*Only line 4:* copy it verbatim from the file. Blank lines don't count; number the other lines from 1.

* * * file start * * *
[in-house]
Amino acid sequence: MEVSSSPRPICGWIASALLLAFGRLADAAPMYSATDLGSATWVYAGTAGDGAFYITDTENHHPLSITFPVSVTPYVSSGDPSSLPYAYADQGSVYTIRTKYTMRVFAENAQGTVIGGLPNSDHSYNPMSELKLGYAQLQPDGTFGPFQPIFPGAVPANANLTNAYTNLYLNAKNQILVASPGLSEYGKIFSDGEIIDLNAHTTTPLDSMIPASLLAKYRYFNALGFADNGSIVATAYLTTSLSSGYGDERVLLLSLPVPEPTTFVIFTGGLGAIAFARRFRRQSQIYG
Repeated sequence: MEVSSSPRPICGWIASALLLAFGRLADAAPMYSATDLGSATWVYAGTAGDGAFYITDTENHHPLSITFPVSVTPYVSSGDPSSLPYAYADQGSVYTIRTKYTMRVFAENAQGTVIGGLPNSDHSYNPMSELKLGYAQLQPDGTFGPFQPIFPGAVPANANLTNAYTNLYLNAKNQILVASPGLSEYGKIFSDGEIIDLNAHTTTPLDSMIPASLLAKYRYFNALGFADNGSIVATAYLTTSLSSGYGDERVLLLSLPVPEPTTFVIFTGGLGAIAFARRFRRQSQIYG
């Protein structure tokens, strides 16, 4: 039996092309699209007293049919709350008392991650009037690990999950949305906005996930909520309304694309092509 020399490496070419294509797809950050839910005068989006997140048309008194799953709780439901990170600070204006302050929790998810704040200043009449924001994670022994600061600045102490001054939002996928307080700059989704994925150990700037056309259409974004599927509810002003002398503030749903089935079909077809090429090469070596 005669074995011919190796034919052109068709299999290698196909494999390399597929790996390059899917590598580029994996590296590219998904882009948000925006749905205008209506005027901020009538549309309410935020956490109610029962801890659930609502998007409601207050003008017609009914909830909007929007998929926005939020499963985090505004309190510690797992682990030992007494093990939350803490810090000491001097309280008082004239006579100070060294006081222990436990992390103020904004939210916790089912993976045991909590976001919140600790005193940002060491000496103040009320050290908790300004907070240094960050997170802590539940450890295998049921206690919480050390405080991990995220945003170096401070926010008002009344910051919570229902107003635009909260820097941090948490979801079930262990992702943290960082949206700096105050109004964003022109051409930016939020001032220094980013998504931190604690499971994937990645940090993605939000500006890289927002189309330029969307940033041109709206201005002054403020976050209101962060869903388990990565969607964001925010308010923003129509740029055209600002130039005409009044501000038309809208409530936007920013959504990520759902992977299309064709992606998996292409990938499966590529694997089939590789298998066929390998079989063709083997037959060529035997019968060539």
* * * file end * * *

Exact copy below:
């Protein structure tokens, strides 16, 4: 039996092309699209007293049919709350008392991650009037690990999950949305906005996930909520309304694309092509 020399490496070419294509797809950050839910005068989006997140048309008194799953709780439901990170600070204006302050929790998810704040200043009449924001994670022994600061600045102490001054939002996928307080700059989704994925150990700037056309259409974004599927509810002003002398503030749903089935079909077809090429090469070596 005669074995011919190796034919052109068709299999290698196909494999390399597929790996390059899917590598580029994996590296590219998904882009948000925006749905205008209506005027901020009538549309309410935020956490109610029962801890659930609502998007409601207050003008017609009914909830909007929007998929926005939020499963985090505004309190510690797992682990030992007494093990939350803490810090000491001097309280008082004239006579100070060294006081222990436990992390103020904004939210916790089912993976045991909590976001919140600790005193940002060491000496103040009320050290908790300004907070240094960050997170802590539940450890295998049921206690919480050390405080991990995220945003170096401070926010008002009344910051919570229902107003635009909260820097941090948490979801079930262990992702943290960082949206700096105050109004964003022109051409930016939020001032220094980013998504931190604690499971994937990645940090993605939000500006890289927002189309330029969307940033041109709206201005002054403020976050209101962060869903388990990565969607964001925010308010923003129509740029055209600002130039005409009044501000038309809208409530936007920013959504990520759902992977299309064709992606998996292409990938499966590529694997089939590789298998066929390998079989063709083997037959060529035997019968060539």